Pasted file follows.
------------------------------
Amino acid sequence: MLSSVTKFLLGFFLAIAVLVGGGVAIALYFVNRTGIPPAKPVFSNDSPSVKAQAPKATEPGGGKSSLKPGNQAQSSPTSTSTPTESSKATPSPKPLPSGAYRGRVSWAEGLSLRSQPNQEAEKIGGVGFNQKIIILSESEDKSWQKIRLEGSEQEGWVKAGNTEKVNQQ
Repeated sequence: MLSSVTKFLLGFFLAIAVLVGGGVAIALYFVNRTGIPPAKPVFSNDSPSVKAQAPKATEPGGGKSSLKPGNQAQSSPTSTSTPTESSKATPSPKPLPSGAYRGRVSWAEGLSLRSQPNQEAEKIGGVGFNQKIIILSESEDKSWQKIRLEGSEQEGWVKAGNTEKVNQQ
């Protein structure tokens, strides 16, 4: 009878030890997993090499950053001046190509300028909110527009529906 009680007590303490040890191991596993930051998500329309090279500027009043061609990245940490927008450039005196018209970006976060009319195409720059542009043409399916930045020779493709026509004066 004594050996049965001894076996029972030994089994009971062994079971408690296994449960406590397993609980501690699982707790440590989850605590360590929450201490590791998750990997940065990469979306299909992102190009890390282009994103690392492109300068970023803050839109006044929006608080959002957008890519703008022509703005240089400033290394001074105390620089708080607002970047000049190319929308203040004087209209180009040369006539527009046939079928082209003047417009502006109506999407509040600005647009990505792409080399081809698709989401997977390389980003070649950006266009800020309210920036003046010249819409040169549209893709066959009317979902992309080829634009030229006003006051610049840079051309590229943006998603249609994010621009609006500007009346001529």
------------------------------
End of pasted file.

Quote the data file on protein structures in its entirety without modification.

Amino acid sequence: MLSSVTKFLLGFFLAIAVLVGGGVAIALYFVNRTGIPPAKPVFSNDSPSVKAQAPKATEPGGGKSSLKPGNQAQSSPTSTSTPTESSKATPSPKPLPSGAYRGRVSWAEGLSLRSQPNQEAEKIGGVGFNQKIIILSESEDKSWQKIRLEGSEQEGWVKAGNTEKVNQQ
Repeated sequence: MLSSVTKFLLGFFLAIAVLVGGGVAIALYFVNRTGIPPAKPVFSNDSPSVKAQAPKATEPGGGKSSLKPGNQAQSSPTSTSTPTESSKATPSPKPLPSGAYRGRVSWAEGLSLRSQPNQEAEKIGGVGFNQKIIILSESEDKSWQKIRLEGSEQEGWVKAGNTEKVNQQ
């Protein structure tokens, strides 16, 4: 009878030890997993090499950053001046190509300028909110527009529906 009680007590303490040890191991596993930051998500329309090279500027009043061609990245940490927008450039005196018209970006976060009319195409720059542009043409399916930045020779493709026509004066 004594050996049965001894076996029972030994089994009971062994079971408690296994449960406590397993609980501690699982707790440590989850605590360590929450201490590791998750990997940065990469979306299909992102190009890390282009994103690392492109300068970023803050839109006044929006608080959002957008890519703008022509703005240089400033290394001074105390620089708080607002970047000049190319929308203040004087209209180009040369006539527009046939079928082209003047417009502006109506999407509040600005647009990505792409080399081809698709989401997977390389980003070649950006266009800020309210920036003046010249819409040169549209893709066959009317979902992309080829634009030229006003006051610049840079051309590229943006998603249609994010621009609006500007009346001529």